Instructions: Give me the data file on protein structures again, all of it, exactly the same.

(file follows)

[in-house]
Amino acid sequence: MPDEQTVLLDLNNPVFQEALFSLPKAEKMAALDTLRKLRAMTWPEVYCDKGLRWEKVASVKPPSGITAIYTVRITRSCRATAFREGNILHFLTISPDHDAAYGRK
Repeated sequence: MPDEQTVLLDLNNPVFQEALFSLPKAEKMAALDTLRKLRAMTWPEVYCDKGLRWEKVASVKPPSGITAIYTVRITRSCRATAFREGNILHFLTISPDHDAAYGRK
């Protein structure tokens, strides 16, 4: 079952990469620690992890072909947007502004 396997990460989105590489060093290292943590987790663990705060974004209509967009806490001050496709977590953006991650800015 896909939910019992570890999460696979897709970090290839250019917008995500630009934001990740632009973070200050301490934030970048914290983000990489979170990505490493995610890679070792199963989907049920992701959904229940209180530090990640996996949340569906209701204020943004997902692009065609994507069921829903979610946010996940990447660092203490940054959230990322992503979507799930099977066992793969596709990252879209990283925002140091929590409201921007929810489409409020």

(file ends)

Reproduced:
[in-house]
Amino acid sequence: MPDEQTVLLDLNNPVFQEALFSLPKAEKMAALDTLRKLRAMTWPEVYCDKGLRWEKVASVKPPSGITAIYTVRITRSCRATAFREGNILHFLTISPDHDAAYGRK
Repeated sequence: MPDEQTVLLDLNNPVFQEALFSLPKAEKMAALDTLRKLRAMTWPEVYCDKGLRWEKVASVKPPSGITAIYTVRITRSCRATAFREGNILHFLTISPDHDAAYGRK
């Protein structure tokens, strides 16, 4: 079952990469620690992890072909947007502004 396997990460989105590489060093290292943590987790663990705060974004209509967009806490001050496709977590953006991650800015 896909939910019992570890999460696979897709970090290839250019917008995500630009934001990740632009973070200050301490934030970048914290983000990489979170990505490493995610890679070792199963989907049920992701959904229940209180530090990640996996949340569906209701204020943004997902692009065609994507069921829903979610946010996940990447660092203490940054959230990322992503979507799930099977066992793969596709990252879209990283925002140091929590409201921007929810489409409020």